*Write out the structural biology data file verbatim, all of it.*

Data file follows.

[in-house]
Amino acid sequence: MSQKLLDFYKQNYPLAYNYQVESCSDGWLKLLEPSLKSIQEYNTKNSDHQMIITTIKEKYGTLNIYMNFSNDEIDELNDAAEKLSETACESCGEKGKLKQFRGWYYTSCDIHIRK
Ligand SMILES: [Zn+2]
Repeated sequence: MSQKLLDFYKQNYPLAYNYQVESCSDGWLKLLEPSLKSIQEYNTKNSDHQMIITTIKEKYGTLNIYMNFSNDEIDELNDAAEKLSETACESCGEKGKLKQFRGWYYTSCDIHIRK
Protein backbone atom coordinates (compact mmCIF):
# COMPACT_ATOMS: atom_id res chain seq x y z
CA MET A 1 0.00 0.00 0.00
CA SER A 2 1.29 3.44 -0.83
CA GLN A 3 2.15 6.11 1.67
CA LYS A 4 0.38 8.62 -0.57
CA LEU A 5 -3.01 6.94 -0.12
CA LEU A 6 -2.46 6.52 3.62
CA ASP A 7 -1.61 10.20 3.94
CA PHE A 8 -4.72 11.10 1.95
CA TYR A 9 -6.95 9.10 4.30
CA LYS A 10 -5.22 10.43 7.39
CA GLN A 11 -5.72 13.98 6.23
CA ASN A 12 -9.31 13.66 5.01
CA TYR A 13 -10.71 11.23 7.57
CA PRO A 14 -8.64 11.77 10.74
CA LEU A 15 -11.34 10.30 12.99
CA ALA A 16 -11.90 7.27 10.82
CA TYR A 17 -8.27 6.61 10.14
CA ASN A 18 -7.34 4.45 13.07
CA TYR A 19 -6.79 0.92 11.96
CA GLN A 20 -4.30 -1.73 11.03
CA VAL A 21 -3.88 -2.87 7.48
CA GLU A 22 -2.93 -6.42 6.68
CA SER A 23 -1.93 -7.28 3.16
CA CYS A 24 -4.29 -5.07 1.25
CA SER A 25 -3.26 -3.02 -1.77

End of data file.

[in-house]
Amino acid sequence: MSQKLLDFYKQNYPLAYNYQVESCSDGWLKLLEPSLKSIQEYNTKNSDHQMIITTIKEKYGTLNIYMNFSNDEIDELNDAAEKLSETACESCGEKGKLKQFRGWYYTSCDIHIRK
Ligand SMILES: [Zn+2]
Repeated sequence: MSQKLLDFYKQNYPLAYNYQVESCSDGWLKLLEPSLKSIQEYNTKNSDHQMIITTIKEKYGTLNIYMNFSNDEIDELNDAAEKLSETACESCGEKGKLKQFRGWYYTSCDIHIRK
Protein backbone atom coordinates (compact mmCIF):
# COMPACT_ATOMS: atom_id res chain seq x y z
CA MET A 1 0.00 0.00 0.00
CA SER A 2 1.29 3.44 -0.83
CA GLN A 3 2.15 6.11 1.67
CA LYS A 4 0.38 8.62 -0.57
CA LEU A 5 -3.01 6.94 -0.12
CA LEU A 6 -2.46 6.52 3.62
CA ASP A 7 -1.61 10.20 3.94
CA PHE A 8 -4.72 11.10 1.95
CA TYR A 9 -6.95 9.10 4.30
CA LYS A 10 -5.22 10.43 7.39
CA GLN A 11 -5.72 13.98 6.23
CA ASN A 12 -9.31 13.66 5.01
CA TYR A 13 -10.71 11.23 7.57
CA PRO A 14 -8.64 11.77 10.74
CA LEU A 15 -11.34 10.30 12.99
CA ALA A 16 -11.90 7.27 10.82
CA TYR A 17 -8.27 6.61 10.14
CA ASN A 18 -7.34 4.45 13.07
CA TYR A 19 -6.79 0.92 11.96
CA GLN A 20 -4.30 -1.73 11.03
CA VAL A 21 -3.88 -2.87 7.48
CA GLU A 22 -2.93 -6.42 6.68
CA SER A 23 -1.93 -7.28 3.16
CA CYS A 24 -4.29 -5.07 1.25
CA SER A 25 -3.26 -3.02 -1.77